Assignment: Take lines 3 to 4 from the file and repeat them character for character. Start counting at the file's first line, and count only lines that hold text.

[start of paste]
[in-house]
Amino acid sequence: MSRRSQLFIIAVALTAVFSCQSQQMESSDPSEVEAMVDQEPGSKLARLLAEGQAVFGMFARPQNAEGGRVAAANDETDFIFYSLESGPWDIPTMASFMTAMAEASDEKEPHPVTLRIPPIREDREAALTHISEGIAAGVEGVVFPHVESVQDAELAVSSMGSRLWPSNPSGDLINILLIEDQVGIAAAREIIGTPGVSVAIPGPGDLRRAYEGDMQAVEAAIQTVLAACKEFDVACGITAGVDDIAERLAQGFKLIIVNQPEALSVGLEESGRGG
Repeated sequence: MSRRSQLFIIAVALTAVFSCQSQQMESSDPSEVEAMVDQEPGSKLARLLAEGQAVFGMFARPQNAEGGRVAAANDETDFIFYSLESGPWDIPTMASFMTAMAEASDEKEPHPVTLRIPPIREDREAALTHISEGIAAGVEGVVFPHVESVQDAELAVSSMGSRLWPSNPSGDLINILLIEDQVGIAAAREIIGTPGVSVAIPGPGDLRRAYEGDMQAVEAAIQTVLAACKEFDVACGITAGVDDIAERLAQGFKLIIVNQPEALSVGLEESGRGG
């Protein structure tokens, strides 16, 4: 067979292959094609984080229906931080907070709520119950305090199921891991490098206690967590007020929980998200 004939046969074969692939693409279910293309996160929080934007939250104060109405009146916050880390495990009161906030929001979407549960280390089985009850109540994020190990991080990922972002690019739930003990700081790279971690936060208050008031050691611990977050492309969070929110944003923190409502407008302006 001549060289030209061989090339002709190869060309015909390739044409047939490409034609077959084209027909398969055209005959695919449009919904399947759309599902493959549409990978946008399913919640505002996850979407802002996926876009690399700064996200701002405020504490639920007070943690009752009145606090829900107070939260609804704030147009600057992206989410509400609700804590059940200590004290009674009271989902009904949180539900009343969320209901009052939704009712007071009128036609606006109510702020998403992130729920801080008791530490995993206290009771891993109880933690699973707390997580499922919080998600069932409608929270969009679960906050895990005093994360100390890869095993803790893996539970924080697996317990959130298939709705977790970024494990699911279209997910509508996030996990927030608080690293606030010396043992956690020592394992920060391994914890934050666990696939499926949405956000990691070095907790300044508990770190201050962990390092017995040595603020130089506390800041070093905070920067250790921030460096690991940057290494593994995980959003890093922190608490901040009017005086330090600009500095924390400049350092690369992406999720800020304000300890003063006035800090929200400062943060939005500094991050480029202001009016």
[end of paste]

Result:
Repeated sequence: MSRRSQLFIIAVALTAVFSCQSQQMESSDPSEVEAMVDQEPGSKLARLLAEGQAVFGMFARPQNAEGGRVAAANDETDFIFYSLESGPWDIPTMASFMTAMAEASDEKEPHPVTLRIPPIREDREAALTHISEGIAAGVEGVVFPHVESVQDAELAVSSMGSRLWPSNPSGDLINILLIEDQVGIAAAREIIGTPGVSVAIPGPGDLRRAYEGDMQAVEAAIQTVLAACKEFDVACGITAGVDDIAERLAQGFKLIIVNQPEALSVGLEESGRGG
């Protein structure tokens, strides 16, 4: 067979292959094609984080229906931080907070709520119950305090199921891991490098206690967590007020929980998200 004939046969074969692939693409279910293309996160929080934007939250104060109405009146916050880390495990009161906030929001979407549960280390089985009850109540994020190990991080990922972002690019739930003990700081790279971690936060208050008031050691611990977050492309969070929110944003923190409502407008302006 001549060289030209061989090339002709190869060309015909390739044409047939490409034609077959084209027909398969055209005959695919449009919904399947759309599902493959549409990978946008399913919640505002996850979407802002996926876009690399700064996200701002405020504490639920007070943690009752009145606090829900107070939260609804704030147009600057992206989410509400609700804590059940200590004290009674009271989902009904949180539900009343969320209901009052939704009712007071009128036609606006109510702020998403992130729920801080008791530490995993206290009771891993109880933690699973707390997580499922919080998600069932409608929270969009679960906050895990005093994360100390890869095993803790893996539970924080697996317990959130298939709705977790970024494990699911279209997910509508996030996990927030608080690293606030010396043992956690020592394992920060391994914890934050666990696939499926949405956000990691070095907790300044508990770190201050962990390092017995040595603020130089506390800041070093905070920067250790921030460096690991940057290494593994995980959003890093922190608490901040009017005086330090600009500095924390400049350092690369992406999720800020304000300890003063006035800090929200400062943060939005500094991050480029202001009016």